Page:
Wednesday, March 25, 2009

This year's Hot Docs gives us two views of the dark side of Japanese culture

by Chris MaGee

Yesterday the full line-up for Toronto's 16th Annual Hot Docs Festival which runs from April 30th to May 10th was announced and amongst the 171 films that the documentary film festivals programmers have assembled are two that anyone with an interest in some of the darker aspects of Japanese contemporary culture should definitely seek out.

First off is French filmmaker and photographer Antoine d'Agata's 2008 film "Aka Ana" (above) which the director describes as "120 Fragments of a Chronology of Chaos." Made up of still photographs and documentary footage that D'Agata collected over a 12 weeks between September 2006 and January 2007 "Aka Ana" presents an impressionist journey into the underbelly of Japan, a place populated by prostitutes, porn stars, and junkies.

Next up is the controversial 2008 documentary by former National Geographic photographer and professional scuba diver Louie Psihoyos that garnered a huge amount of buzz at last year's Sundance Film Festival. "The Cove" follows Psihoyos, his diving companion Jim Clark and a group of environmental activists as they attempt to film what Japanese authorities would like to keep unfilmed: the annual slaughter of 2,500 dolphins off the coast of Taiji, Wakayama Prefecture.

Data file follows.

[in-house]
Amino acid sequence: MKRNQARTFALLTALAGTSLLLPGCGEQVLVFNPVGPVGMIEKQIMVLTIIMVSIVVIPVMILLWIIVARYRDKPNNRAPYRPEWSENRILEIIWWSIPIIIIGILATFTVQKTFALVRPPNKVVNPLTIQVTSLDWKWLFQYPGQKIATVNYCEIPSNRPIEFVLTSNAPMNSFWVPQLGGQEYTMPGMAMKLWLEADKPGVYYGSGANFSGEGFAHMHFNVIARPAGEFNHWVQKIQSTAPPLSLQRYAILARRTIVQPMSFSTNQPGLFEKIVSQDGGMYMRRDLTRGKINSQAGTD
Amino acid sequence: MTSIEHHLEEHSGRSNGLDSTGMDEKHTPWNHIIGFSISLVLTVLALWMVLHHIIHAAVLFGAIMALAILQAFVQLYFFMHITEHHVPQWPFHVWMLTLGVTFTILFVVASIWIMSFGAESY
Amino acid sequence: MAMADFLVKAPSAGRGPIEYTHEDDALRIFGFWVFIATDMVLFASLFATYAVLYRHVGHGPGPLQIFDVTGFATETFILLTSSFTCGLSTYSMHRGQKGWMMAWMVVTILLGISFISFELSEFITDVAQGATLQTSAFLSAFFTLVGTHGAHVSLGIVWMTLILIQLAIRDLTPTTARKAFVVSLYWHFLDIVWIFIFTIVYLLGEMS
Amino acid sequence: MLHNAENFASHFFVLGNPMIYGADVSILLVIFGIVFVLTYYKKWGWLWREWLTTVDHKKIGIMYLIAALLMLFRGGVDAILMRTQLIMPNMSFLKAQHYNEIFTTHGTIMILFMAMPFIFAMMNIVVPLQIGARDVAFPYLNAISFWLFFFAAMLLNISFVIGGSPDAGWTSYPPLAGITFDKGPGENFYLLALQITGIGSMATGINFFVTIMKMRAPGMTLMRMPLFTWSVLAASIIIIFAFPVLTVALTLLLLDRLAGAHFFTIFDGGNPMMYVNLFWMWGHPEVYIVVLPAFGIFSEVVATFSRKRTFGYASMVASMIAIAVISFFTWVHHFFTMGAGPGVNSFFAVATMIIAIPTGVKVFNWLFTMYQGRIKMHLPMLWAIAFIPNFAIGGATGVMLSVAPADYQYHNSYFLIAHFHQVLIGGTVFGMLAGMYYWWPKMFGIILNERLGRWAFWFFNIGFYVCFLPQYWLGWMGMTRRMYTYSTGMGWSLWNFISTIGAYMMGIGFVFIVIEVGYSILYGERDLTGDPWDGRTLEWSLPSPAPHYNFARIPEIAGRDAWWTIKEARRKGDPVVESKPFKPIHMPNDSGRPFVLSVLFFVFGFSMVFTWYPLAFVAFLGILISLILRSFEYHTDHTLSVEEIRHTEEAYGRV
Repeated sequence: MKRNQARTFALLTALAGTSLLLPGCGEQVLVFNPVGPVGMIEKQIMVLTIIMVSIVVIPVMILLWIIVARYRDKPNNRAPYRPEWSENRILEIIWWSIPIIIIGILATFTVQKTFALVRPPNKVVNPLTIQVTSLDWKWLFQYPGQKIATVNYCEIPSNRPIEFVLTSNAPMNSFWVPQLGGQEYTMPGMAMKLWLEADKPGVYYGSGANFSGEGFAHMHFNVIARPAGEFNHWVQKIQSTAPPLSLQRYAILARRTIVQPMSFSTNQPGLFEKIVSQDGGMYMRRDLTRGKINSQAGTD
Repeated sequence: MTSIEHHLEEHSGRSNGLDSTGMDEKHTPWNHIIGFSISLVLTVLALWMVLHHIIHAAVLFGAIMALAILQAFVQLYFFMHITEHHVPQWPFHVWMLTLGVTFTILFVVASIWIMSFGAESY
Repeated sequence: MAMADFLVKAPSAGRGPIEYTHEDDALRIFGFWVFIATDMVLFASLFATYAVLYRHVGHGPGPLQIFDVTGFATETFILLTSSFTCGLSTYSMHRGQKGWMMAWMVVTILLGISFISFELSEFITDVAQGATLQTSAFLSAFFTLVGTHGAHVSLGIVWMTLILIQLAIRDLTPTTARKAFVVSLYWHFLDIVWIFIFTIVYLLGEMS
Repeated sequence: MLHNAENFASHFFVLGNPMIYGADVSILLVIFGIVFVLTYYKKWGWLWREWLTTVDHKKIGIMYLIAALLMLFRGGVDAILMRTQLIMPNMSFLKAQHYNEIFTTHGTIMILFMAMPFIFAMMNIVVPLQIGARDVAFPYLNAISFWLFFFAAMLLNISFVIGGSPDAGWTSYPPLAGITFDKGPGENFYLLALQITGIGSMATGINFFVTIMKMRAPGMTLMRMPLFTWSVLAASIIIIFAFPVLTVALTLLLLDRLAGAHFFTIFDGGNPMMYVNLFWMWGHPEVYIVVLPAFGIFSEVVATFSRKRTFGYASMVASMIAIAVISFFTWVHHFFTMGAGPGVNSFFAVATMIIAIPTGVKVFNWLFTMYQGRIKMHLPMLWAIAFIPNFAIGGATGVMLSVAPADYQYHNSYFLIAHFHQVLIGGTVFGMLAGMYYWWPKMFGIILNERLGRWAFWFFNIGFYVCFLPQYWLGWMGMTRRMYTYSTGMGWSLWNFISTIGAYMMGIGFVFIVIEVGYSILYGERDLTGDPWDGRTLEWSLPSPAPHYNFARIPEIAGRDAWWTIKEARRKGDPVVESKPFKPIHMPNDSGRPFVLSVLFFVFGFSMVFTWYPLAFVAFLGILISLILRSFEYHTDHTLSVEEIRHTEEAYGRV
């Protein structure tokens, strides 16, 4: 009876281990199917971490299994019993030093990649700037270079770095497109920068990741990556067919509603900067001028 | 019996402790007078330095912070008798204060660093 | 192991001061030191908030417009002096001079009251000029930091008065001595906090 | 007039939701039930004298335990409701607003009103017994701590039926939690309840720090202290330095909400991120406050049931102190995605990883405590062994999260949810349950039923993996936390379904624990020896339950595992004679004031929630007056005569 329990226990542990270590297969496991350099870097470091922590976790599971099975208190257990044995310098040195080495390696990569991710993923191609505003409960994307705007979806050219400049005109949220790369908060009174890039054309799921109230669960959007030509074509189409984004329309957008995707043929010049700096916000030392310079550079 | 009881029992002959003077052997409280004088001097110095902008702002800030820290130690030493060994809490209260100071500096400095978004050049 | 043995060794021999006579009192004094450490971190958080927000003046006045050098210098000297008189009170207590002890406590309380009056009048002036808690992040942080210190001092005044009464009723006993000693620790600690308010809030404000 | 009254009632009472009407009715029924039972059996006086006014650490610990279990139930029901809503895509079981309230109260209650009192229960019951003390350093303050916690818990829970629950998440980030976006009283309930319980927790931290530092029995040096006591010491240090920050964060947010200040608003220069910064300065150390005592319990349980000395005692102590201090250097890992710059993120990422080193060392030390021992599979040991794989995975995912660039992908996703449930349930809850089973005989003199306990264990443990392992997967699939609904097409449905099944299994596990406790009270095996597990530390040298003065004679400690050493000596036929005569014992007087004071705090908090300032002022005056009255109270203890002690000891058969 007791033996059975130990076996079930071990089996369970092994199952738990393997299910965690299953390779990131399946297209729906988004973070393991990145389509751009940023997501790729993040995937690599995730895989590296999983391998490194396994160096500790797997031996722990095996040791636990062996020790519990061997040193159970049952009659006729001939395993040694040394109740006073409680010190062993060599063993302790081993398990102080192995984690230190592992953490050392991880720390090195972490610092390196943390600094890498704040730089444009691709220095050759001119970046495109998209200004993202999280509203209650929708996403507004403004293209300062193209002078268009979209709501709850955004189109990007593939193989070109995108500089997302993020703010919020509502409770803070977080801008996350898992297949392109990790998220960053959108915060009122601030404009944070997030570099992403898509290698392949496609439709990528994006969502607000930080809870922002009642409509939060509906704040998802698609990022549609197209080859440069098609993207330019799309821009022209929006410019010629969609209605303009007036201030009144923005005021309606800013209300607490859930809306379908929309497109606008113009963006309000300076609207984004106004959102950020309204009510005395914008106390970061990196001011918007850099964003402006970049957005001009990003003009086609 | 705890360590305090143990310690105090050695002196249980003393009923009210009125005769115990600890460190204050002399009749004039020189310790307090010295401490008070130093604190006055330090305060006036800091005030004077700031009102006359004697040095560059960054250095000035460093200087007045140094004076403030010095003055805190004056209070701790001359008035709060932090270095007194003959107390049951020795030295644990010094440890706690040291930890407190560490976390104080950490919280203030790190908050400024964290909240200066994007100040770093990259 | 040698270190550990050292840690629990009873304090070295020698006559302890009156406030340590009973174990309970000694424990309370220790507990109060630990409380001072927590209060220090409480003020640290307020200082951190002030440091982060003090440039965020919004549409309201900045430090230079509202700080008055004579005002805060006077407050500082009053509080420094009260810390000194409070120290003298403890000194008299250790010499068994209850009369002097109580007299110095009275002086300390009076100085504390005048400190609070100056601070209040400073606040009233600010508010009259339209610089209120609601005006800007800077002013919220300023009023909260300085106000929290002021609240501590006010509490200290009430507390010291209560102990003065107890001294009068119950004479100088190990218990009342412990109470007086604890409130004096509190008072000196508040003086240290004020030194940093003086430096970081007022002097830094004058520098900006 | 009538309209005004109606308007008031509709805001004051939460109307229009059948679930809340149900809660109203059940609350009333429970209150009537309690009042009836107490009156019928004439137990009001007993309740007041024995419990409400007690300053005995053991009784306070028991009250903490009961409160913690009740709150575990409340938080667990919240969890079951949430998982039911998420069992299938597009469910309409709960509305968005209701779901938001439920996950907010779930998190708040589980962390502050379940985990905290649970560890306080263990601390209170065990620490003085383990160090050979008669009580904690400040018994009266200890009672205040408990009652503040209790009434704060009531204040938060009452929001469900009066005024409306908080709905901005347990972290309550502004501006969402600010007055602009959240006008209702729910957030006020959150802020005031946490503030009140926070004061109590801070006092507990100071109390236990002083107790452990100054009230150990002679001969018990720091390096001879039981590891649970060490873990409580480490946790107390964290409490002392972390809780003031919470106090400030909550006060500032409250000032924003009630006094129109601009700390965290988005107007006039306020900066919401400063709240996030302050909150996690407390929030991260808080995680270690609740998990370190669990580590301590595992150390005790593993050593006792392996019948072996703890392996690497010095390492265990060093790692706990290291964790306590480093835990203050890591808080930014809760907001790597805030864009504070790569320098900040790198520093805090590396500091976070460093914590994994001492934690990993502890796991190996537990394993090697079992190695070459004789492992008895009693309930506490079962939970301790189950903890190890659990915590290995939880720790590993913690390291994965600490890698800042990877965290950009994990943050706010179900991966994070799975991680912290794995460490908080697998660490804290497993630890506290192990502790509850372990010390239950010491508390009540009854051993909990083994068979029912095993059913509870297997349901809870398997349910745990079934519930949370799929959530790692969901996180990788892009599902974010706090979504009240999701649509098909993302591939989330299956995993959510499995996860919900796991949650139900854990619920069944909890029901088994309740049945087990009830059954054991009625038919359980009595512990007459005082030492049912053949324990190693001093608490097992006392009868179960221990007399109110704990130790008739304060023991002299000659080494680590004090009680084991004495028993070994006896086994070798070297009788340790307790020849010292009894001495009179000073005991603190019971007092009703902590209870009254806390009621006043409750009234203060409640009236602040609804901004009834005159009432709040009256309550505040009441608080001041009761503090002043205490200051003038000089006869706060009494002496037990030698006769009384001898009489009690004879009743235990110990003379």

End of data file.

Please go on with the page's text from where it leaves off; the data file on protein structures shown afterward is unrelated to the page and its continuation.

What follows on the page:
I know I'm going to try and catch these two docs as wel as a number of other once I get myself situtared after this year's Nippon Connections Festival in Frankfurt. If you're planning to do the same then make sure to check out the full list of films at the official site for Hot Docs here.

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